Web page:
GOP Lawmaker: White House, Congress Have Begun to Craft Infrastructure Bill:  The White House and members of Congress have begun to craft President Trump’s long-awaited infrastructure package, according to a top House Republican. The Trump Administration has been trading paper with lawmakers in recent days about ideas for the rebuilding effort, though the process is still in the early stages, Rep. Sam Graves (R-Mo.) told The Hill. (The Hill)

Executive Branch


CFPB Director Cordray to Resign after Turbulent Tenure: Consumer Financial Protection Bureau Director Richard Cordray on Wednesday told the Bureau’s staff that he intends to step down by the end of the month, ending speculation about whether President Trump would fire the controversial official. (Law 360)

Will CFPB Director Richard Cordray's Resignation Usher in a New Era of Financial Services Regulation? (Clark Hill Insight)


Pruitt to Testify on EPA Agenda at House Hearing: The hearing announced Wednesday by the House Energy and Commerce Committee’s environment subpanel is Pruitt’s first congressional oversight hearing since he took the helm at the Agency in February, though he has testified at appropriations hearings. (The Hill)


DOI Watchdog Says Zinke Didn't Document Travel Expenses: A government watchdog told US Department of the Interior officials on Wednesday that Secretary Ryan Zinke has failed to keep complete records of his travel since taking office, finding that in some cases, he never documented his travel. (Law 360)


Trump Nominating Azar as Next HHS Secretary: President Trump on Monday tapped Alex Azar for Secretary of Health and Human Services, a role vacated by Tom Price in late September amid revelations that Price took repeated trips on government and private jets that cost taxpayers more than $1 million. (The Hill)

Defying Gloomy Predictions, Obamacare Enrollment Surges: Doomsday headlines about Obamacare enrollment may be having an unforeseen consequence—booming sign-ups in the troubled insurance marketplaces. Obamacare’s fifth open enrollment season, the first under President Trump, is off to a surprisingly robust start despite the brutal developments of the past year: skyrocketing premiums, dwindling competition, unremitting Republican efforts to eradicate it. (Politico)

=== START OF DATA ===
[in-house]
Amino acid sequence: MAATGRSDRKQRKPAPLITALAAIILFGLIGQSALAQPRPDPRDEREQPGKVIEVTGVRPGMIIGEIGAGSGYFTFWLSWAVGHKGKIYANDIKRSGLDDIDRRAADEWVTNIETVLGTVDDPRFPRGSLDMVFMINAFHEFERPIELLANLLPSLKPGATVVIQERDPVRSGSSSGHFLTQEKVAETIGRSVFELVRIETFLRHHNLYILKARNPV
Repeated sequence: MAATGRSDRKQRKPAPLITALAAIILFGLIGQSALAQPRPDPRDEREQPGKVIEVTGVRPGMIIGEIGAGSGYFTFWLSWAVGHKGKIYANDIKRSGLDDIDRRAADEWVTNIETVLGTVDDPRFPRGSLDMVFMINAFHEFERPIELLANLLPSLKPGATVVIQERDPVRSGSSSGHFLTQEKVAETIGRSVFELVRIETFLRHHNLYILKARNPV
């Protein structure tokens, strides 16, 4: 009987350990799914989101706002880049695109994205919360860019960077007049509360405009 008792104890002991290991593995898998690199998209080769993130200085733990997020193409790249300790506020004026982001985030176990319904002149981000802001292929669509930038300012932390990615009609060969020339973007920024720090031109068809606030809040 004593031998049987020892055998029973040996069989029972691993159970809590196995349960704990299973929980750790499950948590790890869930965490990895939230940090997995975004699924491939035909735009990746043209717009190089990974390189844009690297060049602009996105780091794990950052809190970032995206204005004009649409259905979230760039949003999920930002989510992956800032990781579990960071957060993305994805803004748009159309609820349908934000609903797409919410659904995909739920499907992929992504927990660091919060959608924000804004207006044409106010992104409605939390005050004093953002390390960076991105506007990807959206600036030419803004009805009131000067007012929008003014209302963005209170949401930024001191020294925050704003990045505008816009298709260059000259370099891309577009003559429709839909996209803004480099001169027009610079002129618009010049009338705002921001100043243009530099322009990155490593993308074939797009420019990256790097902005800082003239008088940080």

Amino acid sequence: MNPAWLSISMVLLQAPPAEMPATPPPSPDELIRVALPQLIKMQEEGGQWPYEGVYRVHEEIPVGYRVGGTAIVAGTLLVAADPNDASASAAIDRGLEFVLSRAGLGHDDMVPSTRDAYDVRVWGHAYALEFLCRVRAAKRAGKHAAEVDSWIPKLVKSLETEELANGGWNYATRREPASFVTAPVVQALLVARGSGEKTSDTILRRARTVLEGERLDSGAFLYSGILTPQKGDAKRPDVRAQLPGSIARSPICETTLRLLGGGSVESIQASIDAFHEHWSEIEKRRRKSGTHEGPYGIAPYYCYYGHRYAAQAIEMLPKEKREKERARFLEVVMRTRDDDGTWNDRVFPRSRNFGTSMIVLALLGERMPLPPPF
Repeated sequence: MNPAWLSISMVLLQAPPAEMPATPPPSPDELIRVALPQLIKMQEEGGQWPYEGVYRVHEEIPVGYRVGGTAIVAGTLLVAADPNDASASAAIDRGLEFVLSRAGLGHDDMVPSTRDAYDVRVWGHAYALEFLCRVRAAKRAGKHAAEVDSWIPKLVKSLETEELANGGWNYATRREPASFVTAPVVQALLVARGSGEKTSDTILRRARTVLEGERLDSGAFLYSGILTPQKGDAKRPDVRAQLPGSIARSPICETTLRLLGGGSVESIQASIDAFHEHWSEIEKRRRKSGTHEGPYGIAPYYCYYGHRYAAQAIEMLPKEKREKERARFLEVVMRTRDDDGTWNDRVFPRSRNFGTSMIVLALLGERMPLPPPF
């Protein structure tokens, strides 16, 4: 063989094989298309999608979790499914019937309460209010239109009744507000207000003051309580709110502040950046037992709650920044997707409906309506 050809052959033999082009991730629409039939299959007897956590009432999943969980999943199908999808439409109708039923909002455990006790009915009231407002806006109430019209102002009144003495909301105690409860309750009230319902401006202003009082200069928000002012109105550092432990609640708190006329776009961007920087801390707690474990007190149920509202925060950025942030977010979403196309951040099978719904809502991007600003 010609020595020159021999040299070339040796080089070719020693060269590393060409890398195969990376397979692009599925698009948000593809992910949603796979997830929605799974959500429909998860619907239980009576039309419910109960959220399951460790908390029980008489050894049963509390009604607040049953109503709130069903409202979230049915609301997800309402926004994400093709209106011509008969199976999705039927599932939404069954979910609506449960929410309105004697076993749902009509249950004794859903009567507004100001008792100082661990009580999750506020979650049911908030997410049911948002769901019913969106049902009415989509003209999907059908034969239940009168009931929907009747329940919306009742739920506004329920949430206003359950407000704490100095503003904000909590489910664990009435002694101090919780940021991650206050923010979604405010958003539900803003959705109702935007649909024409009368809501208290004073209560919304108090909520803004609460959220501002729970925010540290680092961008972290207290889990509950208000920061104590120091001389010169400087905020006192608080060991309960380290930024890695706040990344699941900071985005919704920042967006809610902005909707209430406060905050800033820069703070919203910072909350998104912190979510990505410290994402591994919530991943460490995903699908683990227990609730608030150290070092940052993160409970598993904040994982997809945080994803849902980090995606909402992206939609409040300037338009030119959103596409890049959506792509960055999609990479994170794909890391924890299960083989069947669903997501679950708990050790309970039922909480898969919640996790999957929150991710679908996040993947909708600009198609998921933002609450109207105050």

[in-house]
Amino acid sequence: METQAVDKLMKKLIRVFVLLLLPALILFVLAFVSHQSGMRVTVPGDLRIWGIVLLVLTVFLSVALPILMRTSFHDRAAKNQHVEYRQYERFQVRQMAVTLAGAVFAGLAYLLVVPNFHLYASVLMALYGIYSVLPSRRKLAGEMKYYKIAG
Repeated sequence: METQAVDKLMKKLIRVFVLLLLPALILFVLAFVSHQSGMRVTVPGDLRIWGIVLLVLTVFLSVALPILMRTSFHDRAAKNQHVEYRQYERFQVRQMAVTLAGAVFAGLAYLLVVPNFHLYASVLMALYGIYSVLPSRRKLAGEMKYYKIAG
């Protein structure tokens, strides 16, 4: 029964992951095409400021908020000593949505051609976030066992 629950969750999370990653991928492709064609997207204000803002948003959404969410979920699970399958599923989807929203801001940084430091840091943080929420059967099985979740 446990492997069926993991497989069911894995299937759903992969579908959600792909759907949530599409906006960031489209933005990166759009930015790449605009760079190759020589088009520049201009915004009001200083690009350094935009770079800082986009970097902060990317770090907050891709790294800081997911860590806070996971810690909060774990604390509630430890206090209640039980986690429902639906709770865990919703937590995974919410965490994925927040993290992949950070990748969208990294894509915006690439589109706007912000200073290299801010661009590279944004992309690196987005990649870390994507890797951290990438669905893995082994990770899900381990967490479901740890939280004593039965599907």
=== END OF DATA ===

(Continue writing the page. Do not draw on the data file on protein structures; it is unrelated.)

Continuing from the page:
NIH Directors Stand Firm on Not Renewing Focused Firearm Research Program: The directors of two institutes that fund firearm research at the National Institutes of Health in Bethesda, Maryland, say they have no plans to renew a lapsed gun violence research initiative launched under former President Barack Obama. The research was in response to the 2012 killings of 26 children and educators at Sandy Hook Elementary School in Newtown, Connecticut. (Science Mag)


Mistrial Declared in Menendez Corruption Case: A mistrial was declared in the corruption case of Sen. Robert Menendez after jurors remained deadlocked following four days of deliberations. The mistrial is a blow to the Justice Department, and means that nearly three years after he was charged with corruption, Menendez will walk out of the federal courthouse in Newark a free man—but with a cloud still hanging over him. (Politico)

DOJ Targets 29 “Sanctuary Cities” in Latest Salvo: The Justice Department on Wednesday escalated its crackdown on so-called “sanctuary” jurisdictions, naming more than two dozen cities, counties, and states across America it believes may be out of compliance with laws mandating local cooperation with federal immigration authorities. (US News)

DOJ Asking States to Help Block AT&T-Time Warner Merger: The Justice Department has made overtures to state attorneys general to build support for blocking AT&T's $85.4 billion deal to purchase Time Warner Inc., according to a Wednesday report. A source “briefed on the matter” told Reuters that the DOJ approached 18 states. (The Hill)


US, Mexico, Canada Energy Chiefs Pledge Cooperation in NatGas, Oil Projects: Energy Secretary Rick Perry on Tuesday said he expects Mexico and Canada will join the United States in drafting a revamped North American Free Trade Agreement (NAFTA) to incorporate cooperation for the continent’s burgeoning natural gas and oil trade. (Natural Gas Intel)

DOE Official: Agency “Confident” FERC Will Approve a Coal, Nuclear Pricing Rule: Department of Energy officials attended the National Association of Regulatory Utility Commissioners’ Annual Meeting in Baltimore this week where they defended the agency's proposal to prevent the closure of financially troubled coal and nuclear power plants. (Green Tech Media)